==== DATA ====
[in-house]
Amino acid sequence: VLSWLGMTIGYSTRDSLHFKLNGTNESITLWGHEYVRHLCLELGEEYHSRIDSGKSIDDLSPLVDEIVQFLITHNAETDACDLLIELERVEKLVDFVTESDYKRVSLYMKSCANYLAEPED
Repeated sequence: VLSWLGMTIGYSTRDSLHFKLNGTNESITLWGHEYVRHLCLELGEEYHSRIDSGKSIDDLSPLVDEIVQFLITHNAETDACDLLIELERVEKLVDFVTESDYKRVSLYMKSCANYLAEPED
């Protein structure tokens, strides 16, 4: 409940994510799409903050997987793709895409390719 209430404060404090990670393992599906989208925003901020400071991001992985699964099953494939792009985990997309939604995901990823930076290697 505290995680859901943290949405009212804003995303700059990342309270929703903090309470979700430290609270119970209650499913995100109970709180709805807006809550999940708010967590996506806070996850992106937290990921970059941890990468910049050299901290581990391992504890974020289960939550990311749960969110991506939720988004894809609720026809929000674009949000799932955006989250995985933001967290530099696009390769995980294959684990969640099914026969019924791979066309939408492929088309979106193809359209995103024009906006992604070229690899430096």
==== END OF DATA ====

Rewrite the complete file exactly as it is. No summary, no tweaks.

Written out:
[in-house]
Amino acid sequence: VLSWLGMTIGYSTRDSLHFKLNGTNESITLWGHEYVRHLCLELGEEYHSRIDSGKSIDDLSPLVDEIVQFLITHNAETDACDLLIELERVEKLVDFVTESDYKRVSLYMKSCANYLAEPED
Repeated sequence: VLSWLGMTIGYSTRDSLHFKLNGTNESITLWGHEYVRHLCLELGEEYHSRIDSGKSIDDLSPLVDEIVQFLITHNAETDACDLLIELERVEKLVDFVTESDYKRVSLYMKSCANYLAEPED
């Protein structure tokens, strides 16, 4: 409940994510799409903050997987793709895409390719 209430404060404090990670393992599906989208925003901020400071991001992985699964099953494939792009985990997309939604995901990823930076290697 505290995680859901943290949405009212804003995303700059990342309270929703903090309470979700430290609270119970209650499913995100109970709180709805807006809550999940708010967590996506806070996850992106937290990921970059941890990468910049050299901290581990391992504890974020289960939550990311749960969110991506939720988004894809609720026809929000674009949000799932955006989250995985933001967290530099696009390769995980294959684990969640099914026969019924791979066309939408492929088309979106193809359209995103024009906006992604070229690899430096």